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Moderna vaccine paused in Sweden for some after increased risk of rare side effects

Sweden will pause the use of Moderna’s COVID-19 vaccine for people born 1991 and later after reports of possible rare side effects, such as myocarditis, the Swedish health agency said on Wednesday.

“The Swedish Public Health Agency has decided to suspend the use of Moderna’s vaccine Spikevax, for everyone born 1991 and later, for precautionary reasons,” it said in a statement. “The cause is signals of an increased risk of side effects such as myocarditis and pericarditis. However, the risk of being affected is very small,” it said.

The pause will last until December 1. “The connection is especially clear when it comes to Moderna’s vaccine Spikevax, especially after the second dose,” the health agency said, adding the risk of being affected was very small.

A Moderna spokesperson said in an email the company was aware of the decisions by regulators in Denmark and Sweden to pause the use of its vaccine in younger individuals because of the rare risk of myocarditis and or pericarditis.

“These are typically mild cases and individuals tend to recover within a short time following standard treatment and rest,” they wrote. “The risk of myocarditis is substantially increased for those who contract COVID-19, and vaccination is the best way to protect against this.”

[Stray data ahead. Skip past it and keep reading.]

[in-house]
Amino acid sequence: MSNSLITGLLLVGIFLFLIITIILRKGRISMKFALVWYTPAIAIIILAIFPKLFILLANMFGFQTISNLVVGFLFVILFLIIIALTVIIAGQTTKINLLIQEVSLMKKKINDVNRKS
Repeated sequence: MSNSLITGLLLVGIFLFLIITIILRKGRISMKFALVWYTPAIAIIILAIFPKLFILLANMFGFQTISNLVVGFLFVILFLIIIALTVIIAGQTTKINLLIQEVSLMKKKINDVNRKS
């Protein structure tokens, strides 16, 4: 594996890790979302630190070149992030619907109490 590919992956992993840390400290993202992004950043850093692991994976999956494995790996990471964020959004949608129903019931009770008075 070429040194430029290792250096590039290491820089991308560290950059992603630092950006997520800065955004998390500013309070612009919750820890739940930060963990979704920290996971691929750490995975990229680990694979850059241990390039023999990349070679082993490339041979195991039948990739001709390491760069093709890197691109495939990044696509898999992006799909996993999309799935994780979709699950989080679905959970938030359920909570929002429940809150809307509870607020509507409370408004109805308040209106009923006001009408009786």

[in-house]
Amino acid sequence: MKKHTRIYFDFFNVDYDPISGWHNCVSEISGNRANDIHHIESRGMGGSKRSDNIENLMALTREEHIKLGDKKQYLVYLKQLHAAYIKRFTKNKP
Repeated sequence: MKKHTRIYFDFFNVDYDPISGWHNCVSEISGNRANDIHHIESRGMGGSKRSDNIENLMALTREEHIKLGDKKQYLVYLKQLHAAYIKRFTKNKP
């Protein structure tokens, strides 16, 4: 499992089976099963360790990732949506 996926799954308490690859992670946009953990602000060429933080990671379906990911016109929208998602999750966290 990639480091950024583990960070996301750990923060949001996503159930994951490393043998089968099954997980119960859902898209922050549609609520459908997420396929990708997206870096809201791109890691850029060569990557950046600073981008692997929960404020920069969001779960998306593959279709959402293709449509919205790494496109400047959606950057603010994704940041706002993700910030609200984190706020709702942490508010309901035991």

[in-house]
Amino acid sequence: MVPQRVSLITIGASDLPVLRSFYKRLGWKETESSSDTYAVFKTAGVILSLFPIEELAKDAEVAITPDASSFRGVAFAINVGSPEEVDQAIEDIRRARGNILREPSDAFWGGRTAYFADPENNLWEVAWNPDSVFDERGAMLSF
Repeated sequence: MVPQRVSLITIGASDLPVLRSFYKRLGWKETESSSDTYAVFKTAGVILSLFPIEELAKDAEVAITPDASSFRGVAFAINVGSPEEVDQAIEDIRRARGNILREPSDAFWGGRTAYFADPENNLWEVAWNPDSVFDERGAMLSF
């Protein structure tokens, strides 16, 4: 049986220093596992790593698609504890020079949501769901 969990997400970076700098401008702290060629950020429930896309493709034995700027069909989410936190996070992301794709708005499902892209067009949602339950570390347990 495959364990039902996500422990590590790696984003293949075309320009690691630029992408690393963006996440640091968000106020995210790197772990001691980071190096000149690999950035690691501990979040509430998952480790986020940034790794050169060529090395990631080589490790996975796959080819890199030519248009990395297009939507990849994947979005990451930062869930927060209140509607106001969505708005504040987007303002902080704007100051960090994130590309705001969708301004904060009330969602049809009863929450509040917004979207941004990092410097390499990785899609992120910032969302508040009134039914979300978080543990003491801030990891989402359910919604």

Denmark said that, while it used the Pfizer-BioNTech vaccine as its main option for people aged 12 to 17 years, it had decided to pause giving the Moderna vaccine to people below 18 according to a ‘precautionary principle’. The label for both the Pfizer and Moderna vaccines were changed in the U.S. to reflect the warning, though usage was never paused.

ARTICLE: PAUL MURDOCH

MANAGING EDITOR: CARSON CHOATE

PHOTO CREDITS: NEWSWEEK

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Paul, 37, is from Scotland in the UK, but currently lives and works in Bangkok. Paul has worked in different industries such as telemarketing, retail, hospitality, farming, insurance, and teaching, where he works now. He teaches at an all-girls High School in Bangkok. “It’s a lot of work, but I love my job.” Paul has an active interest in politics. His reason for writing for FBA is to offer people the facts and allow them to make up their own minds. Whilst he believes opinion columns have their place, it is also important that people can have accurate news with no bias.

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